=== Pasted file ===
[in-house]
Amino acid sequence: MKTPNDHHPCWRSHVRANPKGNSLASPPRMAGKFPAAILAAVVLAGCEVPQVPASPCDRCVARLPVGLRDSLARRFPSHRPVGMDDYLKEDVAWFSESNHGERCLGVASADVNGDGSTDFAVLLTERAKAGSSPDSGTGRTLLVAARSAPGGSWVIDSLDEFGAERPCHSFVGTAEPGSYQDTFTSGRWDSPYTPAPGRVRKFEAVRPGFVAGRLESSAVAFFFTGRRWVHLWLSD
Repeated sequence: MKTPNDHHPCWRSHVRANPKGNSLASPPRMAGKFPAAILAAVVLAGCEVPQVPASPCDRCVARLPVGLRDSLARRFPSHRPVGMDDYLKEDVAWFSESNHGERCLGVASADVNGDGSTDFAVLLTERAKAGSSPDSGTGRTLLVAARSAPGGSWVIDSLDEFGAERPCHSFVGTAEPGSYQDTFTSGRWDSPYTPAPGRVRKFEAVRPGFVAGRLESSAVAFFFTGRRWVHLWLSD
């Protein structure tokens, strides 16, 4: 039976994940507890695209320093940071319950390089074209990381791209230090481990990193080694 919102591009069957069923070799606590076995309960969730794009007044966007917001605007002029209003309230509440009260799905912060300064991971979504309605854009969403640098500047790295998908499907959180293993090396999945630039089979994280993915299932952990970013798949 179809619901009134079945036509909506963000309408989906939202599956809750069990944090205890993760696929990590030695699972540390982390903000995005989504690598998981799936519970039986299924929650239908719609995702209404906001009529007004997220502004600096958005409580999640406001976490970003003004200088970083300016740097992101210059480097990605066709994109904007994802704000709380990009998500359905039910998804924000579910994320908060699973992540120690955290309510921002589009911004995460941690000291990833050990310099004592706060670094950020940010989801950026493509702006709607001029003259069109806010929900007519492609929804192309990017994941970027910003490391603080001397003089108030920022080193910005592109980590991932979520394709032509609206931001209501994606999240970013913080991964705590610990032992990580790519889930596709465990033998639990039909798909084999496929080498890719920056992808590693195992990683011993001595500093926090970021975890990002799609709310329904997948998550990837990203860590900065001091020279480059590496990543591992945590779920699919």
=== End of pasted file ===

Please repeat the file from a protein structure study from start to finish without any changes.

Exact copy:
[in-house]
Amino acid sequence: MKTPNDHHPCWRSHVRANPKGNSLASPPRMAGKFPAAILAAVVLAGCEVPQVPASPCDRCVARLPVGLRDSLARRFPSHRPVGMDDYLKEDVAWFSESNHGERCLGVASADVNGDGSTDFAVLLTERAKAGSSPDSGTGRTLLVAARSAPGGSWVIDSLDEFGAERPCHSFVGTAEPGSYQDTFTSGRWDSPYTPAPGRVRKFEAVRPGFVAGRLESSAVAFFFTGRRWVHLWLSD
Repeated sequence: MKTPNDHHPCWRSHVRANPKGNSLASPPRMAGKFPAAILAAVVLAGCEVPQVPASPCDRCVARLPVGLRDSLARRFPSHRPVGMDDYLKEDVAWFSESNHGERCLGVASADVNGDGSTDFAVLLTERAKAGSSPDSGTGRTLLVAARSAPGGSWVIDSLDEFGAERPCHSFVGTAEPGSYQDTFTSGRWDSPYTPAPGRVRKFEAVRPGFVAGRLESSAVAFFFTGRRWVHLWLSD
């Protein structure tokens, strides 16, 4: 039976994940507890695209320093940071319950390089074209990381791209230090481990990193080694 919102591009069957069923070799606590076995309960969730794009007044966007917001605007002029209003309230509440009260799905912060300064991971979504309605854009969403640098500047790295998908499907959180293993090396999945630039089979994280993915299932952990970013798949 179809619901009134079945036509909506963000309408989906939202599956809750069990944090205890993760696929990590030695699972540390982390903000995005989504690598998981799936519970039986299924929650239908719609995702209404906001009529007004997220502004600096958005409580999640406001976490970003003004200088970083300016740097992101210059480097990605066709994109904007994802704000709380990009998500359905039910998804924000579910994320908060699973992540120690955290309510921002589009911004995460941690000291990833050990310099004592706060670094950020940010989801950026493509702006709607001029003259069109806010929900007519492609929804192309990017994941970027910003490391603080001397003089108030920022080193910005592109980590991932979520394709032509609206931001209501994606999240970013913080991964705590610990032992990580790519889930596709465990033998639990039909798909084999496929080498890719920056992808590693195992990683011993001595500093926090970021975890990002799609709310329904997948998550990837990203860590900065001091020279480059590496990543591992945590779920699919």